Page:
Non-domestic cats

There are three distinct population of cats in Queensland:

  • owned or domestic cats
  • non-domestic cats
  • feral cats

A domestic cat (Felis catus and Prionailurus bengalensis x Felis catus) is one that has an owner, is microchipped, kept, fed and housed by humans. These animals are regulated under the Animal Management (Cats and Dogs) Act 2008 and Brisbane City Council's local laws.

Non–domestic cats also known as unowned or stray cats. These cats are abandoned or lost cats and are often found living in large colonies in and around industrial areas, and suburban shopping precincts.

True feral cats are wild cats, generally solitary animals who live of the land hunting and scavaging in natural areas. They have no association with humans.

Under the Biosecurity Act 2014 feral cats and non-domestic cats, including those that are semi-dependent on humans, are listed as an Invasive Biosecurity Matter. Under this Act, a person must not distribute, dispose, move or feed these cats.

Problems caused by non-domestic cats

Brisbane is the capital city with the highest diversity of native plants and wildlife in Australia.

Cats have a strong hunting instinct and prey on a wide range of native animals including small mammals, birds, reptiles, amphibians, insects and fish.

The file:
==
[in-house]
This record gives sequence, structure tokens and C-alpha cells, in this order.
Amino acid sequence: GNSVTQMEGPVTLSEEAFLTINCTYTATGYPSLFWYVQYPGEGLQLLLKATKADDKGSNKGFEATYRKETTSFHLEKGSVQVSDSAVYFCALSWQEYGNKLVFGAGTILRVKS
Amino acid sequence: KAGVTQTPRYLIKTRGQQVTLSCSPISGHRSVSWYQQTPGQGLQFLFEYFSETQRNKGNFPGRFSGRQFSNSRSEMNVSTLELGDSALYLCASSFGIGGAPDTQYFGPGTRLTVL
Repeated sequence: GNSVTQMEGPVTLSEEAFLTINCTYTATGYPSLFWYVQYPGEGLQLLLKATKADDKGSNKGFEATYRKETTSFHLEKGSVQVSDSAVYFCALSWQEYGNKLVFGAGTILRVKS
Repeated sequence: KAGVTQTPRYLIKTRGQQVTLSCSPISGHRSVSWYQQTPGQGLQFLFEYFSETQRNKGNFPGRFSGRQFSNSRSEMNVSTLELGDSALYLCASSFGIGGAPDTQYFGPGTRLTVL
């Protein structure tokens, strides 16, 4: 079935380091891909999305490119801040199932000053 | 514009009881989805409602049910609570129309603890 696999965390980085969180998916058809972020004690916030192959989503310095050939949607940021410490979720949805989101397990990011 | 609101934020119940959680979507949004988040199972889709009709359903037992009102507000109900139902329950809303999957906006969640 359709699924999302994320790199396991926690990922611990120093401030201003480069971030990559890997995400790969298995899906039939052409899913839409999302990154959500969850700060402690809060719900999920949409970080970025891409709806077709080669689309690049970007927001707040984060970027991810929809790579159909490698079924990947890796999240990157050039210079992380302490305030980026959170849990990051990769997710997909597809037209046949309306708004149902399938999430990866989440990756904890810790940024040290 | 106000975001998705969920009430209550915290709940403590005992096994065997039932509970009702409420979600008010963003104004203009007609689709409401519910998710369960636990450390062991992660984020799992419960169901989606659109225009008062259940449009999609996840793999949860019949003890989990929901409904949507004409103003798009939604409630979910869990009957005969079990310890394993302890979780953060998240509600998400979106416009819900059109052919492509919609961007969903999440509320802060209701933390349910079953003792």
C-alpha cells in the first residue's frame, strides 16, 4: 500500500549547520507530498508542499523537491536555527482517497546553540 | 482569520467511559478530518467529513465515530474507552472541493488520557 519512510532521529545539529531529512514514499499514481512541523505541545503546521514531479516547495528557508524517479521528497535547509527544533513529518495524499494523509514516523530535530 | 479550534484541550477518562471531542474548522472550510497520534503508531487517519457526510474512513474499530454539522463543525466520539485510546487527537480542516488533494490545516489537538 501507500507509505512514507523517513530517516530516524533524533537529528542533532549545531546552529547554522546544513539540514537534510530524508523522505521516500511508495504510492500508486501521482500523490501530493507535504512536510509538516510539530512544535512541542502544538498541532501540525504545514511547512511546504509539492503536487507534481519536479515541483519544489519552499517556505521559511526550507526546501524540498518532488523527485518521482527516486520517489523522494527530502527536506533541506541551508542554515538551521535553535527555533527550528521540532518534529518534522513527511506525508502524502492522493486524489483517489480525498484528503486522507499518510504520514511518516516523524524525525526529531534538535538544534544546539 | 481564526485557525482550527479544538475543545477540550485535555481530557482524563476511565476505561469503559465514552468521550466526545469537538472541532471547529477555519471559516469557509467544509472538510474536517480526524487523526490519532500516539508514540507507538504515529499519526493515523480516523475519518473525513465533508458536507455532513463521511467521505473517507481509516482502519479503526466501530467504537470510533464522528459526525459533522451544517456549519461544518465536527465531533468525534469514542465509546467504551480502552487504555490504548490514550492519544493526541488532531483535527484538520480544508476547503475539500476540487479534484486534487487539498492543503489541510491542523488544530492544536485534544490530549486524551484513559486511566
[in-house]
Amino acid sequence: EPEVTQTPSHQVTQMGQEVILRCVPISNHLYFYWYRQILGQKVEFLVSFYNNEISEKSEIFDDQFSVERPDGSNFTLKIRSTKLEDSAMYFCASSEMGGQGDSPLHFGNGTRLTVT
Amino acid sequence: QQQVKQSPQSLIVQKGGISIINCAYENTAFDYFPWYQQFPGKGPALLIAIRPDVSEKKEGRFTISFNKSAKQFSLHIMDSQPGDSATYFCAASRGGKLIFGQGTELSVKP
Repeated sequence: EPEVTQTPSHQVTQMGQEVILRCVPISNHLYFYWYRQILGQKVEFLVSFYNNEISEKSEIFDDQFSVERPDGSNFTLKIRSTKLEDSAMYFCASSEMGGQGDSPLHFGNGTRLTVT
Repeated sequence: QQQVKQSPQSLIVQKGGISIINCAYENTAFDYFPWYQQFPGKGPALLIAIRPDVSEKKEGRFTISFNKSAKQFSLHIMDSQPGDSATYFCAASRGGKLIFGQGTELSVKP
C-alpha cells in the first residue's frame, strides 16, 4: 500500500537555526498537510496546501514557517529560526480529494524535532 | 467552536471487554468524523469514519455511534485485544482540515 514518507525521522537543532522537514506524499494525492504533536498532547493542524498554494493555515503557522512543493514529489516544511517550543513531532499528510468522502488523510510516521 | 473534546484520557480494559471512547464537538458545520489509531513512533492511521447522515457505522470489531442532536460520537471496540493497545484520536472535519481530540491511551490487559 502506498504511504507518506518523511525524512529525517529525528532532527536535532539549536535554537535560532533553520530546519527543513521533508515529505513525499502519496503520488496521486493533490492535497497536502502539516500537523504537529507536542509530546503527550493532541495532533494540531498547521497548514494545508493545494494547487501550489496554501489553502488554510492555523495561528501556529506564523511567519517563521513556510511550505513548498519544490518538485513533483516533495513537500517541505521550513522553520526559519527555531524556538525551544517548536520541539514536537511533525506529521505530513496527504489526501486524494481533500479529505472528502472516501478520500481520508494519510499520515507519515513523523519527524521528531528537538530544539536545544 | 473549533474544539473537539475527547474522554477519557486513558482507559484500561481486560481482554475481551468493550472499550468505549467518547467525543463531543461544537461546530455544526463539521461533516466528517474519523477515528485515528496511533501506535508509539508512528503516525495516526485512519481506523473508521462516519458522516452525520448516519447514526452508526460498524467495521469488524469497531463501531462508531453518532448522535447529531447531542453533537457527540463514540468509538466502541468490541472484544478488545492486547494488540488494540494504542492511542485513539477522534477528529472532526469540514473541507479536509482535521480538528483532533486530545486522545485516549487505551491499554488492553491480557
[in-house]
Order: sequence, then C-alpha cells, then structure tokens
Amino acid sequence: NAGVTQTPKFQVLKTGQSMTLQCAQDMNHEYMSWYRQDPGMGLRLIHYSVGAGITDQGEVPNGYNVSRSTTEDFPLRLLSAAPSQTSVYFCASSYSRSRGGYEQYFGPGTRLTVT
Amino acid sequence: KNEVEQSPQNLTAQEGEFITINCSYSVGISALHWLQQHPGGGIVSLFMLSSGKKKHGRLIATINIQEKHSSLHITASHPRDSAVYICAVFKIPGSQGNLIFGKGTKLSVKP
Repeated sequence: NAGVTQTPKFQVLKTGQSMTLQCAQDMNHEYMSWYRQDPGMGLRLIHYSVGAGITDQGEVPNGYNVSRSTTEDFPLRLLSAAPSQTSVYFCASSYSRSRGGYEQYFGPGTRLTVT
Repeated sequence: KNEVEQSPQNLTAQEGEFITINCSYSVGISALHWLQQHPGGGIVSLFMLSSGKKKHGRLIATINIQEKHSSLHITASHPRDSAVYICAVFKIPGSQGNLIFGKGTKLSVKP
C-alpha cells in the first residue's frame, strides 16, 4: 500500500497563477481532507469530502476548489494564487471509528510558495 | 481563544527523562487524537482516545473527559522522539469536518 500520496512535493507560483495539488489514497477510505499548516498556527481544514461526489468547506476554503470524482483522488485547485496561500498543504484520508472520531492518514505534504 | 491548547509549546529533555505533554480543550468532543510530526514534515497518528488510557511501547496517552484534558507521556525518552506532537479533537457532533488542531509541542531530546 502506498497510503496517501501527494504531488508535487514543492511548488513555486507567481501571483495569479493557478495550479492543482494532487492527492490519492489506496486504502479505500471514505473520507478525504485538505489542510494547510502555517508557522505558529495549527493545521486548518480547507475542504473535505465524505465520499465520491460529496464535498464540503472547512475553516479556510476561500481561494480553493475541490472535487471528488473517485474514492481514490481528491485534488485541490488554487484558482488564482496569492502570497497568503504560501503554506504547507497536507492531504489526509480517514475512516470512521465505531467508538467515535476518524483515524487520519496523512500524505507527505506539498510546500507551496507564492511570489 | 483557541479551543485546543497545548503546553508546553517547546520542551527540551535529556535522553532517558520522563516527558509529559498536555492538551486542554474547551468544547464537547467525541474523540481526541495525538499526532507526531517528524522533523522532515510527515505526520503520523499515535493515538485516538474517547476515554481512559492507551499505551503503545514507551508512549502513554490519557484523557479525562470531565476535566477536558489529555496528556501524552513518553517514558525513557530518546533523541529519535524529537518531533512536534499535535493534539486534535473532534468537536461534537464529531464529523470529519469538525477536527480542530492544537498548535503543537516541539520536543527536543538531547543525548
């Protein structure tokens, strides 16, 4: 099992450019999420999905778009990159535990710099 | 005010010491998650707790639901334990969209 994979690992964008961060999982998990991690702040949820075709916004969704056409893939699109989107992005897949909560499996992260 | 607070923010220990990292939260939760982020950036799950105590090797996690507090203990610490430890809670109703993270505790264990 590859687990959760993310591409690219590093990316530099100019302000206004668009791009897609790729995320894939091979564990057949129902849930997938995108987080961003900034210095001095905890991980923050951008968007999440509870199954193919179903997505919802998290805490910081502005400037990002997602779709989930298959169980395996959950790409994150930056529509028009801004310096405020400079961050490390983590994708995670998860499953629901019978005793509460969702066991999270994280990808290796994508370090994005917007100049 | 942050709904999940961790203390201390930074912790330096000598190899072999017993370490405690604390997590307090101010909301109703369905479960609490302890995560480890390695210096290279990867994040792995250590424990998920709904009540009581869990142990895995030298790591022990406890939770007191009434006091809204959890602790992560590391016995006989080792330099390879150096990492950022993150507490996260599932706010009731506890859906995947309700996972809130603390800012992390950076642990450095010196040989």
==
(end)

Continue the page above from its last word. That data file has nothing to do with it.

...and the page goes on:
In urban areas, cats may also prey on small domestic pets and poultry.

Cats are known to carry parasites including toxoplasmosis and feline hook worm both of which may impact upon human health. Transmition of viruses such as the feline immunodeficiency virus (FIV) to domestic cats is usually fatal. Cat colonies can increase the risk to public health and create amenity issues for residents and businesses. 

Responsibility

Landholders are legally responsible for the management and destruction of feral pest animals including non-domestic cats. The Act requires everyone to take all reasonable and practical steps to minimise the risks associated with invasive plants and animals under their control. This is called a general biosecurity obligation (GBO).

Local Government Authorities are responsible for compliance according to the Biosecurity Act 2014, surveillance and raising awareness.

Prevention and control

Council manages non-domestic cats in accordance with the actions and objectives listed in the Biosecurity Plan for the Brisbane Local Government Area.

There are steps that can help to manage the negative impact of cats, as well as reduce your property’s attractiveness and accessibility to non-domestic cats.

Prevention

Do not feed non-domestic cats, or release them into the environment. As well as directly impacting our natural environment, health and amenity, it is also a serious offence to feed or release a non-domestic cat under the provisions of the Biosecurity Act 2014. Contact Council on 07 3403 8888 if you witness feeding or release of non-domestic cats.

Control

Council undertakes control programs to help protect Brisbane’s native wildlife. You can register your property as a management location using Council’s Feral animal sightings online form or contact Council on 07 3403 8888.

More information

Find out more about caring for your cat. Alternatively, you can find out more by phoning Council on 07 3403 8888.

Last updated:16 December 2019